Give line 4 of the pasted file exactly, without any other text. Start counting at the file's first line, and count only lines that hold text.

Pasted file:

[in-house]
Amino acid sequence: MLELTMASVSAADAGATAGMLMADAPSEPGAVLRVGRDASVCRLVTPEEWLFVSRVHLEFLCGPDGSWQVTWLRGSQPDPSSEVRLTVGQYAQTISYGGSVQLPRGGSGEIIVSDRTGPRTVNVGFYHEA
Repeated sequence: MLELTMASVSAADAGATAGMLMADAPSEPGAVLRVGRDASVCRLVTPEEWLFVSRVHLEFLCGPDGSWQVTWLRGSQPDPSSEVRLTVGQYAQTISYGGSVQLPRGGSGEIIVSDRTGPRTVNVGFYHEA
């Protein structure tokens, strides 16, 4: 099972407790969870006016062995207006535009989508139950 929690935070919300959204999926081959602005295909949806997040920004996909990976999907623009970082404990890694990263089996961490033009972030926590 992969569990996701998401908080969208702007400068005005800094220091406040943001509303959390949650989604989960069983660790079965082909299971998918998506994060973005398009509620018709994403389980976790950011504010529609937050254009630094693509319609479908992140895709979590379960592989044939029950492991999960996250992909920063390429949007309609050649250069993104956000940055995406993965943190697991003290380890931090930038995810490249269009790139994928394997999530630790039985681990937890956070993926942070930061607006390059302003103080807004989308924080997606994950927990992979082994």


């Protein structure tokens, strides 16, 4: 099972407790969870006016062995207006535009989508139950 929690935070919300959204999926081959602005295909949806997040920004996909990976999907623009970082404990890694990263089996961490033009972030926590 992969569990996701998401908080969208702007400068005005800094220091406040943001509303959390949650989604989960069983660790079965082909299971998918998506994060973005398009509620018709994403389980976790950011504010529609937050254009630094693509319609479908992140895709979590379960592989044939029950492991999960996250992909920063390429949007309609050649250069993104956000940055995406993965943190697991003290380890931090930038995810490249269009790139994928394997999530630790039985681990937890956070993926942070930061607006390059302003103080807004989308924080997606994950927990992979082994």